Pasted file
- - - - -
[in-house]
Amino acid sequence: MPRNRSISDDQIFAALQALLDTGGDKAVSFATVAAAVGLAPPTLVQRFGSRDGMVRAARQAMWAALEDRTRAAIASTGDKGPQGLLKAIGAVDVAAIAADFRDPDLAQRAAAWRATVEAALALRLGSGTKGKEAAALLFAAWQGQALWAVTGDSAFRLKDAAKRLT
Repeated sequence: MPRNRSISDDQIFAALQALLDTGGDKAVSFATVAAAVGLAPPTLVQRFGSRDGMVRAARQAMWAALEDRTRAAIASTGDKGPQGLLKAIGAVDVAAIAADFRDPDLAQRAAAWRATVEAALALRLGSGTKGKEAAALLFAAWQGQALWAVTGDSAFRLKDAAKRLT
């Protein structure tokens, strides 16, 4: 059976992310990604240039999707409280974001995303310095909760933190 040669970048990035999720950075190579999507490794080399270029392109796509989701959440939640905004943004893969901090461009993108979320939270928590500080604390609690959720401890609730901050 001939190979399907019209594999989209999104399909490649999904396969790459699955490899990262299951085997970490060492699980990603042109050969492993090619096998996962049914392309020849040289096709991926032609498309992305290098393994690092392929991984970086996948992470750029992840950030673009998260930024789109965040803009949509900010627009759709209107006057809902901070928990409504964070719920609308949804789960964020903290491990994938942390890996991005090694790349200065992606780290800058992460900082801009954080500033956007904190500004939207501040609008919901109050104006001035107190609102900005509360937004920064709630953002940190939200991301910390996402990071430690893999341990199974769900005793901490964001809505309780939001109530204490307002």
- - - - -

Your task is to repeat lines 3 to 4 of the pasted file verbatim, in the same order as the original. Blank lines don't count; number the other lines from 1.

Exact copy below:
Repeated sequence: MPRNRSISDDQIFAALQALLDTGGDKAVSFATVAAAVGLAPPTLVQRFGSRDGMVRAARQAMWAALEDRTRAAIASTGDKGPQGLLKAIGAVDVAAIAADFRDPDLAQRAAAWRATVEAALALRLGSGTKGKEAAALLFAAWQGQALWAVTGDSAFRLKDAAKRLT
């Protein structure tokens, strides 16, 4: 059976992310990604240039999707409280974001995303310095909760933190 040669970048990035999720950075190579999507490794080399270029392109796509989701959440939640905004943004893969901090461009993108979320939270928590500080604390609690959720401890609730901050 001939190979399907019209594999989209999104399909490649999904396969790459699955490899990262299951085997970490060492699980990603042109050969492993090619096998996962049914392309020849040289096709991926032609498309992305290098393994690092392929991984970086996948992470750029992840950030673009998260930024789109965040803009949509900010627009759709209107006057809902901070928990409504964070719920609308949804789960964020903290491990994938942390890996991005090694790349200065992606780290800058992460900082801009954080500033956007904190500004939207501040609008919901109050104006001035107190609102900005509360937004920064709630953002940190939200991301910390996402990071430690893999341990199974769900005793901490964001809505309780939001109530204490307002």